Under the major disaster declaration, state, county and municipal governments, as well as eligible private non-profits can receive reimbursement for up to 75 percent of eligible expenses related to the response to the COVID-19 outbreak. Eligible expenses can include but are not limited to costs associated with paying overtime, or materials and equipment purchases. The declaration also provides direct federal assistance, which provides federal materials and supplies to support state and local response efforts.

In the coming weeks, staff from the Pennsylvania Emergency Management Agency will reach out to potential applicants to view the application process and necessary documentation. As the response period for the COVID-19 outbreak is continuing, the process will take weeks. All reimbursements are handled electronically.

Governor Wolf said his request for other federal aid remains under consideration. His letter to the President included the following Individual Assistance programs: Disaster Unemployment Assistance, Crisis Counseling, Community Disaster Loans and the Disaster Supplemental Nutrition Program; and Statewide Hazard Mitigation.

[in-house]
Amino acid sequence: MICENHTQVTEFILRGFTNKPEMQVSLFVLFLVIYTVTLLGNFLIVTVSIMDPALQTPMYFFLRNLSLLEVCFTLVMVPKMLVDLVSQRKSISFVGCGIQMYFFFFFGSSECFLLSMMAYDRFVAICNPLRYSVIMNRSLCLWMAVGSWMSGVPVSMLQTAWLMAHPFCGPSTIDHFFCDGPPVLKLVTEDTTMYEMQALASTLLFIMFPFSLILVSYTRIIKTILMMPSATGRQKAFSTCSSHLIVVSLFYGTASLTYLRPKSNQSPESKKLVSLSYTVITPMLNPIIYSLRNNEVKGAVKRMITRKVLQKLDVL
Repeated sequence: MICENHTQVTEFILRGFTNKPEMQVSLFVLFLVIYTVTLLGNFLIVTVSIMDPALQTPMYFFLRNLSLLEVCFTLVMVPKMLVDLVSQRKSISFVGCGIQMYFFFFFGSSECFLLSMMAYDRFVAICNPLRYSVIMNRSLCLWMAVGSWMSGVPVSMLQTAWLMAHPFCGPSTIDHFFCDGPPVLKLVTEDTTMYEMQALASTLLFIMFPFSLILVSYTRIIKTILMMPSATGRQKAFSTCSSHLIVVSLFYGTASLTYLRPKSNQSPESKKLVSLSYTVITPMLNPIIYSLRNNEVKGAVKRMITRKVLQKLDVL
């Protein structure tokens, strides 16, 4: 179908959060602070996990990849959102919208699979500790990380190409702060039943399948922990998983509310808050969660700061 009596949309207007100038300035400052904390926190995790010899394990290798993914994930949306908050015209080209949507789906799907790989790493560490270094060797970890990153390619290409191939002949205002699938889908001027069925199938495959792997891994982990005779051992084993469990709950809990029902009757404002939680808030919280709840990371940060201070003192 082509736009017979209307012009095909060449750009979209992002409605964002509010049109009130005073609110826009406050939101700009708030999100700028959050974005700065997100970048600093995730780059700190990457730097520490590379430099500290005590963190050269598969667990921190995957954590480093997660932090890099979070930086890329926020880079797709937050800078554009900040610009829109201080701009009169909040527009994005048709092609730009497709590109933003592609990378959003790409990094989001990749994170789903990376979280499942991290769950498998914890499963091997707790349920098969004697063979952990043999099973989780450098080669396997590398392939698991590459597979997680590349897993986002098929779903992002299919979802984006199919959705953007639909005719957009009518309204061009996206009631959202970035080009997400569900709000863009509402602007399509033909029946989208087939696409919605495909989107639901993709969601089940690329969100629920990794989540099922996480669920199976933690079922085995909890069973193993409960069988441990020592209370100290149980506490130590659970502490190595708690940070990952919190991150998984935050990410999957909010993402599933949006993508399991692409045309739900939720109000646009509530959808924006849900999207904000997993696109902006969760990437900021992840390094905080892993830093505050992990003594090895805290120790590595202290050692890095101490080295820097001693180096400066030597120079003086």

It is not known how soon a determination will be made about the rest of his request. Governor Wolf signed a Proclamation of Disaster Emergency for the COVID-19 outbreak, which is a required step to request a federal major disaster declaration, on March 6, 2020.

MEDIA CONTACT:    Lyndsay Kensinger, This email address is being protected from spambots. You need JavaScript enabled to view it. 
Ruth Miller, PEMA: This email address is being protected from spambots. You need JavaScript enabled to view it. 

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Insurance Department Warns Against In-Person Sales After Governor’s Order Closing All Non-Life Sustaining Businesses